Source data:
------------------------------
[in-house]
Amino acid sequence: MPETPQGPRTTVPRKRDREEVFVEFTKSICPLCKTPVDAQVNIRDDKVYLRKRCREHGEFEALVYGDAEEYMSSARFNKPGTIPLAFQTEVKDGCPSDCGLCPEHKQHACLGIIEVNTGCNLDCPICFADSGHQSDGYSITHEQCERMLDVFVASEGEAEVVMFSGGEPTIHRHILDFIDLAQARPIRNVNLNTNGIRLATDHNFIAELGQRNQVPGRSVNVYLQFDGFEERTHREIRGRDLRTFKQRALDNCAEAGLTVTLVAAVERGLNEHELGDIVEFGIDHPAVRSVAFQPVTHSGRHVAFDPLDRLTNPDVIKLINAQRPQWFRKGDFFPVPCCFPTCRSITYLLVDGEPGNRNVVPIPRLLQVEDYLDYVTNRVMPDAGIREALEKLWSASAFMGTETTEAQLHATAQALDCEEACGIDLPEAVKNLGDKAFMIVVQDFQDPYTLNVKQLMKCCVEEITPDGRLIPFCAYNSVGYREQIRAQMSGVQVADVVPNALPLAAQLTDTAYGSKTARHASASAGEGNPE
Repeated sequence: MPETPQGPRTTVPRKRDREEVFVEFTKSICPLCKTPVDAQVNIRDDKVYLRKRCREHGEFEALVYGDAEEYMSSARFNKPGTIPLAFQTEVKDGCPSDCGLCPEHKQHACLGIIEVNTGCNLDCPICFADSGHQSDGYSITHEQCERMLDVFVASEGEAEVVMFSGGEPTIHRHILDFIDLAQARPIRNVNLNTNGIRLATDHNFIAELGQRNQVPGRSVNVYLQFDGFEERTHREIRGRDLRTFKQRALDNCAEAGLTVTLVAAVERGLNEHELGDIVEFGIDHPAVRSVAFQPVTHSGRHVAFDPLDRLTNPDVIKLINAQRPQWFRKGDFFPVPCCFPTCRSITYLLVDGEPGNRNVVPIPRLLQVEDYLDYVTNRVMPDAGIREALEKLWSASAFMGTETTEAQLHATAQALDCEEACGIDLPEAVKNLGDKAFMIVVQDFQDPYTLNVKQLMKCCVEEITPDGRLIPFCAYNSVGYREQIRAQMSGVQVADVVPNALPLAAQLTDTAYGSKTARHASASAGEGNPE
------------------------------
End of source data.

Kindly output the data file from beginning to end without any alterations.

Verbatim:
[in-house]
Amino acid sequence: MPETPQGPRTTVPRKRDREEVFVEFTKSICPLCKTPVDAQVNIRDDKVYLRKRCREHGEFEALVYGDAEEYMSSARFNKPGTIPLAFQTEVKDGCPSDCGLCPEHKQHACLGIIEVNTGCNLDCPICFADSGHQSDGYSITHEQCERMLDVFVASEGEAEVVMFSGGEPTIHRHILDFIDLAQARPIRNVNLNTNGIRLATDHNFIAELGQRNQVPGRSVNVYLQFDGFEERTHREIRGRDLRTFKQRALDNCAEAGLTVTLVAAVERGLNEHELGDIVEFGIDHPAVRSVAFQPVTHSGRHVAFDPLDRLTNPDVIKLINAQRPQWFRKGDFFPVPCCFPTCRSITYLLVDGEPGNRNVVPIPRLLQVEDYLDYVTNRVMPDAGIREALEKLWSASAFMGTETTEAQLHATAQALDCEEACGIDLPEAVKNLGDKAFMIVVQDFQDPYTLNVKQLMKCCVEEITPDGRLIPFCAYNSVGYREQIRAQMSGVQVADVVPNALPLAAQLTDTAYGSKTARHASASAGEGNPE
Repeated sequence: MPETPQGPRTTVPRKRDREEVFVEFTKSICPLCKTPVDAQVNIRDDKVYLRKRCREHGEFEALVYGDAEEYMSSARFNKPGTIPLAFQTEVKDGCPSDCGLCPEHKQHACLGIIEVNTGCNLDCPICFADSGHQSDGYSITHEQCERMLDVFVASEGEAEVVMFSGGEPTIHRHILDFIDLAQARPIRNVNLNTNGIRLATDHNFIAELGQRNQVPGRSVNVYLQFDGFEERTHREIRGRDLRTFKQRALDNCAEAGLTVTLVAAVERGLNEHELGDIVEFGIDHPAVRSVAFQPVTHSGRHVAFDPLDRLTNPDVIKLINAQRPQWFRKGDFFPVPCCFPTCRSITYLLVDGEPGNRNVVPIPRLLQVEDYLDYVTNRVMPDAGIREALEKLWSASAFMGTETTEAQLHATAQALDCEEACGIDLPEAVKNLGDKAFMIVVQDFQDPYTLNVKQLMKCCVEEITPDGRLIPFCAYNSVGYREQIRAQMSGVQVADVVPNALPLAAQLTDTAYGSKTARHASASAGEGNPE